Bruins hope to become road warriors

The UCLA basketball team has this week off, which should give the Bruins plenty of time to figure out the answer to a question that has eluded much of the Pac-12 this season: How do you win on the road?

Pac-12 road teams are 5-17 in conference games this season, and last week became roadkill Thursday as conference title leaders Washington, Stanford and California all lost road games at Colorado, Oregon State and Oregon, respectively.

It's never easy to win road games, but this year seems especially difficult as the .227 road winning percentage through the first two weeks of Pac-12 play is well below the .355 road winning percentage in conference games from last season.

And that isn't good news for UCLA, which has lost both of it's road games so far this season and will embark on its longest road trip of the season with games at USC, Oregon State and Oregon during a seven-day span from Jan. 15-21.

"At this point it feels like the Pac-12 is up for grabs so we need all these wins, especially the road games," guard Tyler Lamb said. "Those are going to very important for us."

Last season, UCLA went 5-4 in conference road games en route to a second place finish. League champion Arizona also went 5-4. Bruins coach Ben Howland predicted the the conference champion would have four or five losses this season, so UCLA (9-7, 2-2) will need to pile up some road wins in order to reach that goal.

Judging by early league results, that won't be an easy task as there appears to be quite a bit of parity among the conference teams and home court advantage seems to have played a role in determining the outcomes of games and might very well decide the conference race.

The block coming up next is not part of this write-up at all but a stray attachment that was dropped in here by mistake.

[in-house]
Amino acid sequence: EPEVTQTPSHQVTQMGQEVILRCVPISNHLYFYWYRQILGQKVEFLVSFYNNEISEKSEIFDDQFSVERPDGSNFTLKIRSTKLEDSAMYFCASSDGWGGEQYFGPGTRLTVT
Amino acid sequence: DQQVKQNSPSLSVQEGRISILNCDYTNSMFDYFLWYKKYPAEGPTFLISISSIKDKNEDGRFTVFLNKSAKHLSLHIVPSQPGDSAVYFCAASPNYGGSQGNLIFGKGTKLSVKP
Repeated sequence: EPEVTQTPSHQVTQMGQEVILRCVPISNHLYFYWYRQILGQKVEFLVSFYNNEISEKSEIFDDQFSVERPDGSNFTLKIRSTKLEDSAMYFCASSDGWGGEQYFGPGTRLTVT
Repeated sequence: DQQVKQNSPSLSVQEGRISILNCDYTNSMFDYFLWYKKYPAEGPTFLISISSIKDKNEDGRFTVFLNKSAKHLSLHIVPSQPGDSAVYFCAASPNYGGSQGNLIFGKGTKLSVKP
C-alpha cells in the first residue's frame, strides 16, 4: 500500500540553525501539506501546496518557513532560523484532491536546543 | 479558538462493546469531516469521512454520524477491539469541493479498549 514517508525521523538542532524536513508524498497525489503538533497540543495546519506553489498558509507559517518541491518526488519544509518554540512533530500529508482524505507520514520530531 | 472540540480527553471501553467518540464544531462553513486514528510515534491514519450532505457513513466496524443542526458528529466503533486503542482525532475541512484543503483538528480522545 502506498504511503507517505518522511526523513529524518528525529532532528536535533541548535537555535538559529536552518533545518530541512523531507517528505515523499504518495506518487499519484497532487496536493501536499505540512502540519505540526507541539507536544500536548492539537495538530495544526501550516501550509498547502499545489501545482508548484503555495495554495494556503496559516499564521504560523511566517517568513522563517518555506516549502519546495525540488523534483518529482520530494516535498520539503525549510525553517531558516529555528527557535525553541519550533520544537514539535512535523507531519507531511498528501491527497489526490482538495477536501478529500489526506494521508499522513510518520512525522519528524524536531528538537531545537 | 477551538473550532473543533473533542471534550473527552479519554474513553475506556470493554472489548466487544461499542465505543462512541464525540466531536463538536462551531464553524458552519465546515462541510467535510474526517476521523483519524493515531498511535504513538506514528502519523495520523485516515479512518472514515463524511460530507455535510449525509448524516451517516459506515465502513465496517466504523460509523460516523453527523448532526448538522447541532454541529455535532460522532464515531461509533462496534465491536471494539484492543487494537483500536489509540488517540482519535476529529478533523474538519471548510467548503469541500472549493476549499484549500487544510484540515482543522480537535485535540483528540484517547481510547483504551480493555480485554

"If we can take care of our home court and then go on the road and get some wins we can be a contender for that top spot," forward Travis Wear said. "It’s big to be able to go on the road and get a couple of W's in the conference. That could be a determining factor in the end."

The Bruins don't have much experience on the road this season. They played at Stanford and California on Dec. 29 and 31 and that's it. Their one-point loss at Stanford in their road opener really stings because it was a chance to get over the road hump early. UCLA played three neutral-court games in the Maui Invitational, but otherwise hasn't left the state of California.

"We’ll have a big test coming up soon," guard Lazeric Jones said. "We play SC there but it doesn’t feel too much like an away game because we’re still in L.A. It’s a bus ride. But when you have to take a plane, two planes to get places and stay on the road, that’s when it’s kind of different. We’ll have a big test when we go to Oregon with all the traveling and having to keep together mentally."

This whole season has been a test to keep it together for UCLA. The Bruins are playing all of their games off campus as Pauley Pavilion undergoes a yearlong renovation. Most of UCLA's home games are at the Sports Arena, but some were at the Honda Center in Anaheim. Because of the way the schedule worked out, UCLA is in the middle of a month-long stretch away from the Sports Arena adding an even more vagabond-like feel to the season.

But having played seven games at the Sports Arena will help the Bruins feel a bit more at ease as they head to the Galen Center Sunday for their game at USC. The Sports Arena is just a stone's throw from the Galen Center and the Bruins will be staying at the same hotel they have been staying at the night before Sports Arena games.

"That should help us a little," forward David Wear said. "It’s just right across the street from the Galen Center where we’ve been playing and it’s not going to be that difficult staying in the hotel the night before. Obviously the atmosphere of the crowd is going to be much different, but nothing that we haven’t seen this year."